IntroductionW? liv? in this incr?dibly vast univ?rs?, th? story go?s that, on? day back in th? 1940’s, a group of atomic sci?ntists, including th? famous Enrico F?rmi, w?r? sitting around talking, wh?n th? subj?ct turn?d to ?xtrat?rr?strial lif?.
F?rmi is suppos?d to hav? th?n ask?d, “So? Wh?r? is ?v?rybody?” What h? m?ant was: If th?r? ar? all th?s? billions of plan?ts in th? univ?rs? that ar? capabl? of supporting lif?, and millions of int?llig?nt sp?ci?s out th?r?, th?n how com? non? has visit?d ?arth? This has com? to b? known as “Th? F?rmi Paradox”. F?rmi r?alis?d that any civilisation with a mod?st amount of rock?t t?chnology and an immod?st amount of imp?rial inc?ntiv? could rapidly colonis? th? ?ntir? Galaxy. Whil? int?rst?llar distanc?s ar? vast, p?rhaps too vast to b? conqu?r?d by living cr?atur?s with finit? lif?tim?s, it should b? possibl? for an advanc?d civilisation to construct s?lf-r?producing, autonomous robots to colonis? th? Galaxy. Th? id?a of s?lf-r?producing automaton was propos?d by math?matician John von N?umann in th? 1950’s. Th? id?a is that a d?vic? could; 1) p?rform tasks in th? r?al world and 2) mak? copi?s of its?lf (lik? bact?ria).
Th? fast?st, and ch?ap?st, way to ?xplor? and l?arn about th? Galaxy is to construct Brac?w?ll-von N?umann prob?s. A Brac?w?ll-von N?umann prob? is simply a payload that is a s?lf-r?producing automaton with an int?llig?nt program (AI) and plans to build mor? of its?lf. Such a prob? could trav?l b?tw??n th? stars at a v?ry slow pac?. Wh?n it r?ach?s a targ?t syst?m, it finds suitabl? mat?rial (lik? ast?roids) and mak?s copi?s of its?lf.Growth of th? numb?r of prob?s would occur ?xpon?ntially and th? Galaxy could b? ?xplor?d in 4 million y?ars. Whil? this tim? span s??ms long compar?d to th? ag? of human civilisation, r?m?mb?r th? Galaxy is ov?r 10 billion y?ars old and any past ?xtrat?rr?strial civilisation could hav? ?xplor?d th? Galaxy 250 tim?s ov?r.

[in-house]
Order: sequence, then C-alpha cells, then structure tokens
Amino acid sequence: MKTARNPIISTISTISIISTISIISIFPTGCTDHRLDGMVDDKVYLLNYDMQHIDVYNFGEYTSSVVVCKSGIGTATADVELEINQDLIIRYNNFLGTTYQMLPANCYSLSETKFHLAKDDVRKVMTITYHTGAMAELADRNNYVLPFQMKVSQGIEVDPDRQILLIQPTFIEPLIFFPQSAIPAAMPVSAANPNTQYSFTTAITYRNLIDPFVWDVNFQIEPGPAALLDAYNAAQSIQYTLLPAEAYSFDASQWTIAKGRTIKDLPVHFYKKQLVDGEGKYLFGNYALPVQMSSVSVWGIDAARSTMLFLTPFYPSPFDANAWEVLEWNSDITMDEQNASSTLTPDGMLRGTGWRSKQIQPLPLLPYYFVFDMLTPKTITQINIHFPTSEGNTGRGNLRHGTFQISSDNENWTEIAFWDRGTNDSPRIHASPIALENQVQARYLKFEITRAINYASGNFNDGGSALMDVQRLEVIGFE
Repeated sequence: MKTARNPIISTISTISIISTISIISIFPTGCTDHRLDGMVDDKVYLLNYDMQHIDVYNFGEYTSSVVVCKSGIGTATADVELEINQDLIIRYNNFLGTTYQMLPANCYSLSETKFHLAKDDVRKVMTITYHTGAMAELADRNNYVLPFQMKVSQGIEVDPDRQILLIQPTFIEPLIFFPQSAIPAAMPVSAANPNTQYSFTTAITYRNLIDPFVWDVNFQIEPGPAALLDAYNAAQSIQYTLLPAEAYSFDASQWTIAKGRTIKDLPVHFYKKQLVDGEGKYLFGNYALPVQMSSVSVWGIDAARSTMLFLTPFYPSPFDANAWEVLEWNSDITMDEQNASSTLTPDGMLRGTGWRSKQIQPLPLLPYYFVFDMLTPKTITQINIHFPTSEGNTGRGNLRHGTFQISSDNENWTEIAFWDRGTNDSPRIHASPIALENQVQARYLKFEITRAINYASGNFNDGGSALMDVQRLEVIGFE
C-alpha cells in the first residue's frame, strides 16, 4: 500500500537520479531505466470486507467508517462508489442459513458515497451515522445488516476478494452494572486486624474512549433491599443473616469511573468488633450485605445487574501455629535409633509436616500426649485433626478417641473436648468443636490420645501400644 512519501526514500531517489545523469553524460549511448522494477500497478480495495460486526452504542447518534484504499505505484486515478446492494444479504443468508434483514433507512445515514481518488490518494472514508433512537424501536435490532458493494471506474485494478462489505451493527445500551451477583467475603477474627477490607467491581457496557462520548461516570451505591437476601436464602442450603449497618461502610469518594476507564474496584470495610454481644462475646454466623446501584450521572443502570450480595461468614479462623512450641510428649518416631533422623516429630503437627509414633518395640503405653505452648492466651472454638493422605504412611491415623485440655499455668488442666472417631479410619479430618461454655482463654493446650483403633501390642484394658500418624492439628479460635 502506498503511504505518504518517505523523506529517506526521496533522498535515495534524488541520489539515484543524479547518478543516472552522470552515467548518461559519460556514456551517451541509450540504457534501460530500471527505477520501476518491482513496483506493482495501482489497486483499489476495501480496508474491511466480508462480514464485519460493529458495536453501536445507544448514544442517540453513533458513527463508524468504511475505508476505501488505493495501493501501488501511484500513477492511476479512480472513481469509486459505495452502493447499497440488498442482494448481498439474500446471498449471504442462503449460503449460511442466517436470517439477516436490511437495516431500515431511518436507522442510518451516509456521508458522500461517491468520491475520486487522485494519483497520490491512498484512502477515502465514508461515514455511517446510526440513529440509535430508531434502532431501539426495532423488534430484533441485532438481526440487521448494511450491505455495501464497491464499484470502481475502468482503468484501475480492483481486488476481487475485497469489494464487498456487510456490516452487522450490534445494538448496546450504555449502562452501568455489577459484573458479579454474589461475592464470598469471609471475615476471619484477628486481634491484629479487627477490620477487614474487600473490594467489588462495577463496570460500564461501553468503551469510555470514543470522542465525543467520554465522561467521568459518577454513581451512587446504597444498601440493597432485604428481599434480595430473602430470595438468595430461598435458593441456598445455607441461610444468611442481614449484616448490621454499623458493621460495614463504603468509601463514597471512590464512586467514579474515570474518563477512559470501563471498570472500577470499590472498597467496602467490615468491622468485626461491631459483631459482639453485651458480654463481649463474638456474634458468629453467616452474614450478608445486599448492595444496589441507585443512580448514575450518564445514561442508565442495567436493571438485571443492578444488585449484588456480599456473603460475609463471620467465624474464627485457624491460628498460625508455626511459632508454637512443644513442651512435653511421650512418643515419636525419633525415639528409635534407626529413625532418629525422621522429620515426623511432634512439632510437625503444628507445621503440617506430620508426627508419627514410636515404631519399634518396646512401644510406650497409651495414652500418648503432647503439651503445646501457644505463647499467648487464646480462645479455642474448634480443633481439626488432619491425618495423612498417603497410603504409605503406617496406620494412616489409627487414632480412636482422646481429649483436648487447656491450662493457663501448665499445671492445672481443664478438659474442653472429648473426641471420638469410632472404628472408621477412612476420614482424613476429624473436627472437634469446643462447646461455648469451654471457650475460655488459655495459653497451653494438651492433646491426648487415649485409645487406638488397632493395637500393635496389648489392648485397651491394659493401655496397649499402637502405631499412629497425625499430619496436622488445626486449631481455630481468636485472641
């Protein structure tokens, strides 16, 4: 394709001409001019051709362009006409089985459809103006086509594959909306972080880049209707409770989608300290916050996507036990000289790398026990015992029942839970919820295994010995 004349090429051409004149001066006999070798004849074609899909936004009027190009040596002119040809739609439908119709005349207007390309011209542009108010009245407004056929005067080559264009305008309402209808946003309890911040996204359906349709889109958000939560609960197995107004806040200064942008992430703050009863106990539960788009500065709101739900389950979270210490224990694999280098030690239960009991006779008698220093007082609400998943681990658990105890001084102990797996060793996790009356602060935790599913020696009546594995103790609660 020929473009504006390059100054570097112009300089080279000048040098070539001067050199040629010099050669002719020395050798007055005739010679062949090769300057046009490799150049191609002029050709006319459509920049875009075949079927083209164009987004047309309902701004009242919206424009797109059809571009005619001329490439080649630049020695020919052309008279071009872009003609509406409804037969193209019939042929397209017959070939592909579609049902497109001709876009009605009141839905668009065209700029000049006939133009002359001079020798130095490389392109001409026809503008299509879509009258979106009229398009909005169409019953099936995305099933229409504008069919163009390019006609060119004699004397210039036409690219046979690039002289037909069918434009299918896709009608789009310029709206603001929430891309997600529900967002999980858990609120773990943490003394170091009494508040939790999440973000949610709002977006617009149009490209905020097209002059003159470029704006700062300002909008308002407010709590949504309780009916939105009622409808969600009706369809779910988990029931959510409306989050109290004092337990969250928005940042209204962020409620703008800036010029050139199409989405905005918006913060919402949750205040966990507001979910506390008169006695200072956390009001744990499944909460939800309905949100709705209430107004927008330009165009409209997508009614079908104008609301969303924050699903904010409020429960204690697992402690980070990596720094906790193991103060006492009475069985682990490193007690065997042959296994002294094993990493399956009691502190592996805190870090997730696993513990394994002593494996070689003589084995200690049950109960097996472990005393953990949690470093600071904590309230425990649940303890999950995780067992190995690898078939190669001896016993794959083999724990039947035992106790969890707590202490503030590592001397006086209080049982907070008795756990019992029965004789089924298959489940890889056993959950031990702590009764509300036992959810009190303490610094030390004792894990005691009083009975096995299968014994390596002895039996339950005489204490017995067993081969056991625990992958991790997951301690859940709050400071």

Within a f?w million y?ars, ?v?ry star syst?m could b? brought und?r th? wing of ?mpir?. A f?w million y?ars may sound long, but in fact it’s quit? short compar?d with th? ag? of th? Galaxy, which is roughly t?n thousand million y?ars. Colonisation of th? Milky Way should b? a quick ?x?rcis?. This prompt?d F?rmi to ask what was an obvious qu?stion: “wh?r? is ?v?rybody?” If on? consid?rs th? amount of tim? th? Galaxy has b??n around (ov?r 10 billion y?ars) and th? sp??d of t?chnological advanc?m?nt in our own cultur?, th?n a mor? r?l?vant point is wh?r? ar? all th? sup?r-advanc?d ali?n civilisations.Kardash?v scal? – th? ?n?rg?tic incr?as?Russian astrophysicist, Nikolai Kardash?v propos?d a us?ful sch?m? to classify advanc?d civilisations.